As the pressure continues to increase, the cylinder 22, lower slips and lower expander 18 are moved as a unit toward the upper expander 16, foreshortening the packing sleeve 17 and expanding it radially outward into sealing engagement with the casing (Fig. 4). Further increase of the gas pressure within the chamber 11 and cylinder space 2S will eventually overcome the shear strength of the lower screws 19, disrupting them and shifting the lower slips 20 upwardly over the lower expander 18 and into anchoring engagement with the well casing D.

The iiuid pressure continues to increase, which further anchors the slips 14, 20 against the casing and expands the packing sleeve 17 more securely between the well packer body 10 and the well casing D.

When the slips 14, 20 and packing 17 have been expanded into iirm anchoring condition with the well casing, the entire well packer A is prevented from moving in either direction. Any tendency for the packer body 10 to move downwardly is resisted by engagement of the upper abutment ring 13 with the upper slips 14, which transmit the downward force through the upper expander 16, packing sleeve 17, lower expander 18 and lower slips 20 to the well casing D. Any tendency for the packer body 10 to move in an upward direction is prevented by a lock ring 49a disposed in the upper expander 16. This lock ring 49a is a longitudinally split, inherently contractible member adapted to grip the periphery of the body 10 irmly. If desired, such gripping action may be enhanced by slightly roughening the upper periphery portion of the body. The exterior of the ring 49a is provided with a plurality of tapered surfaces 50a engageable with companion tapered surfaces 51a in the expander 16. These tapered surfaces converge in an upward direction.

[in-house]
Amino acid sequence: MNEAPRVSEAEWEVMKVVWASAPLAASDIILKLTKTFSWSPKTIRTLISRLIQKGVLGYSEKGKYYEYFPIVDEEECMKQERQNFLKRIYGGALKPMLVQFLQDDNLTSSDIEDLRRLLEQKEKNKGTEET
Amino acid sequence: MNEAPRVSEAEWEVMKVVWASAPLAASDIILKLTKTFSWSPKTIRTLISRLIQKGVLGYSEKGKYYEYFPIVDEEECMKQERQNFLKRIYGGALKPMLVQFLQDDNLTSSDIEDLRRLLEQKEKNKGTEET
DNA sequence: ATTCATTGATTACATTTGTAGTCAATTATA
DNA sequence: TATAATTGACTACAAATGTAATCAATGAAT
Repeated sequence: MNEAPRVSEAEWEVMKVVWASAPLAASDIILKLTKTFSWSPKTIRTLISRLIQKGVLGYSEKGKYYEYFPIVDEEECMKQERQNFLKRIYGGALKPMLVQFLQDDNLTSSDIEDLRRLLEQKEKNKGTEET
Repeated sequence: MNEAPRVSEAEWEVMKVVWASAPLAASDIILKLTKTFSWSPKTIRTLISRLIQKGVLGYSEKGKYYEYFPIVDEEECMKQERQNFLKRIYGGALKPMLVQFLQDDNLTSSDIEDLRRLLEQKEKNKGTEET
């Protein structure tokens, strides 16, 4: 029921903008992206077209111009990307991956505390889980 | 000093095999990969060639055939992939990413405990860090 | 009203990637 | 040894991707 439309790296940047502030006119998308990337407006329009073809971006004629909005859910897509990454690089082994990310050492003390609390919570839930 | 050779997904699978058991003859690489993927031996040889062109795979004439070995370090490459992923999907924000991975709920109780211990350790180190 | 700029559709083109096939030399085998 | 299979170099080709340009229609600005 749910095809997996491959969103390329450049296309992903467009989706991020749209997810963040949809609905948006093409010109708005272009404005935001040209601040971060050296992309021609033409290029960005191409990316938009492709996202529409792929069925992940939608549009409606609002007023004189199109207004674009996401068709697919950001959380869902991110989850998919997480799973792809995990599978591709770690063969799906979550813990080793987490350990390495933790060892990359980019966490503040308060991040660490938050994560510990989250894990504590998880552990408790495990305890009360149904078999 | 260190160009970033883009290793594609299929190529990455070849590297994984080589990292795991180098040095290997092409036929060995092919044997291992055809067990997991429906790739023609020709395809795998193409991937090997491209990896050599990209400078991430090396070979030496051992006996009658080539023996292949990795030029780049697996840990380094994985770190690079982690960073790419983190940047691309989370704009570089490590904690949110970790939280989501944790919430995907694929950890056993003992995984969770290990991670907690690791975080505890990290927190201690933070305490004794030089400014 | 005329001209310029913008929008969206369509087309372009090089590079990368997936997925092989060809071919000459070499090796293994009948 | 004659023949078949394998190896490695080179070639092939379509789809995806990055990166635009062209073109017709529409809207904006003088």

Any tendency for the body 10 to move upwardly causes it to carry the ring 49a with it in an upward direction. The tapered ring surfaces 50a engage the companion tapered or cam surfaces 51a in the expander, which forces the ring more firmly into the body and effectively couples it thereto. The upward thrust is transmitted from the body 10, through the ring 49a, to the upper expander 16, from where it passes to the upper slips 14 and to the casing string D.

To insure proper anchoring of the well packer A in packed-0E condition in the well casing D, comparatively high pressures may be necessary. As an example, pressures of the order of 5000 or 6000 p. s. i. may be developed in the packer body 10 to etiect full setting of the well packer. As indicated above, such force acts on the yupper expander head 21 in an upward direction, and acts on the piston 29, to urge the body in a downward direction, thus etectively expanding and holding all of the parts in an outward position against the casing.